28 August 2011

Manulife's Financial Outlook Still Too Uncertain

Citigroup Global Securities, 28 August 2011

Risk of Earnings Shortfalls Rising as Weak Macro-Economic Climate Exacerbating Pricing Mistakes at John Hancock

• Maintain Sell but target lowered — We reiterate our Sell (3H) rating on MFC’s shares but have lowered our target price to C$12/US$12 and downwardly revised our 2011E-13E to C$0.65, C$1.60 and C$1.75. As one of the largest writers in the U.S. of VAs offering living benefits, secondary guarantee universal life (SGUL), individual long-term care (LTC) and VAs in Japan, MFC possesses well above average sensitivity to both equity markets and long-term interest rates. Our target and estimate changes incorporate the decline each has seen and our expectation current levels will persist for the foreseeable future. Quarter-to-quarter results will likely remain volatile and largely outside of management’s control including a $0.50/share loss we now project for 3Q11.

• Balance sheet quality issues persist — The recent drop in U.S. interest rates and equity markets coupled with pricing mistakes made at John Hancock on VAs, LTC and SGUL will depress MFC’s earnings and ROE for years, if not decades to come. Exacerbating this was weaker, relative to peers, risk management practices. While we have been encouraged by the steady increase MFC’s use of hedging activities, the announcement of a $700M or $0.39/share charge in 3Q11 for adverse mortality at John Hancock raises a new area of concern. It relates primarily to deteriorating experience on Hancock’s old permanent life insurance block. MFC is the only insurer we are aware of to have this issue and leads us to question overall reserve adequacy and other deficiencies that have yet to come to light.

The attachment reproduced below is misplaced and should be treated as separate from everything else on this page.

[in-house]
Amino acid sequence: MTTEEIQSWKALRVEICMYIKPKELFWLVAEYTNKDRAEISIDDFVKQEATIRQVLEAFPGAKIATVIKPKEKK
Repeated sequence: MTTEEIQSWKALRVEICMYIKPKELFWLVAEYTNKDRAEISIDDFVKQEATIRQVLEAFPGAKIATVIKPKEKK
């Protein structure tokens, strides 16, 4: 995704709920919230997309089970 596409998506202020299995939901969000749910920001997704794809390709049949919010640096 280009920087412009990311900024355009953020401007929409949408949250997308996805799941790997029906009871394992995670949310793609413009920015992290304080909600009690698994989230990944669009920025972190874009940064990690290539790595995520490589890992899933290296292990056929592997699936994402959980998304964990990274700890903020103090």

• 2Q11 better than forecast but core trends mixed — On a nominal basis, operating earnings of C$490M compared favorably to a loss of C$(2.4)B a year earlier. While the U.S. Insurance and Wealth Management, and Reinsurance segments performed better than our forecast, Canada was weaker than projected and Asia was in-line. ROE of 8.2% compared to 17.4% in 1Q11. Targeted insurance and wealth management sales were up 28% to C$575M and C$275M to C$8.4B, respectively; while non-targeted sales fell 68% and 30%, respectively. Targeted premiums & deposits grew 3.7% to C$16.9B, where targeted products represent 90% of in-force vs. 85% in 2Q10.

• Pace of improvement will be slow — We are encouraged by the steps management has taken to help to stabilize MFC’s financial position, but it will still take many years to fully resolve the problems at John Hancock. The risk of earnings shortfalls vs. market expectations remains tangible. Despite the high growth potential of a very strong Asian franchise and the stable and high ROE of its Canadian business, from a risk vs. reward perspective this is more than offset by the uncertainty posed by John Hancock.